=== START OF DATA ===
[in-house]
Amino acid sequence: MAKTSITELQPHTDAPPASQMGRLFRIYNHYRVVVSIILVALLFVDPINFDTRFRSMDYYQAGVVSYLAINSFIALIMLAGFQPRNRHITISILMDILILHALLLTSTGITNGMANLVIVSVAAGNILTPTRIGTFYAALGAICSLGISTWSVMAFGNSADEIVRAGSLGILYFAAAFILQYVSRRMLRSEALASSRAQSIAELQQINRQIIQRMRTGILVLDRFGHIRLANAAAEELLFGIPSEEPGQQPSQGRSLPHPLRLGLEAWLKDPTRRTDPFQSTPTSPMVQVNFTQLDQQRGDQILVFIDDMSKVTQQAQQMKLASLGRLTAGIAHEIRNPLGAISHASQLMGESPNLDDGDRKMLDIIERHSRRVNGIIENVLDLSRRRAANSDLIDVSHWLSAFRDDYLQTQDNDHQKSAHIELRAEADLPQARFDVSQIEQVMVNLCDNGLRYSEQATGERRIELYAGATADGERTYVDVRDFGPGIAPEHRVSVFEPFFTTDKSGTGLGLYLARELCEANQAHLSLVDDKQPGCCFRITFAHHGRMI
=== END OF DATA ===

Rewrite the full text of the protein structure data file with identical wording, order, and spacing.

[in-house]
Amino acid sequence: MAKTSITELQPHTDAPPASQMGRLFRIYNHYRVVVSIILVALLFVDPINFDTRFRSMDYYQAGVVSYLAINSFIALIMLAGFQPRNRHITISILMDILILHALLLTSTGITNGMANLVIVSVAAGNILTPTRIGTFYAALGAICSLGISTWSVMAFGNSADEIVRAGSLGILYFAAAFILQYVSRRMLRSEALASSRAQSIAELQQINRQIIQRMRTGILVLDRFGHIRLANAAAEELLFGIPSEEPGQQPSQGRSLPHPLRLGLEAWLKDPTRRTDPFQSTPTSPMVQVNFTQLDQQRGDQILVFIDDMSKVTQQAQQMKLASLGRLTAGIAHEIRNPLGAISHASQLMGESPNLDDGDRKMLDIIERHSRRVNGIIENVLDLSRRRAANSDLIDVSHWLSAFRDDYLQTQDNDHQKSAHIELRAEADLPQARFDVSQIEQVMVNLCDNGLRYSEQATGERRIELYAGATADGERTYVDVRDFGPGIAPEHRVSVFEPFFTTDKSGTGLGLYLARELCEANQAHLSLVDDKQPGCCFRITFAHHGRMI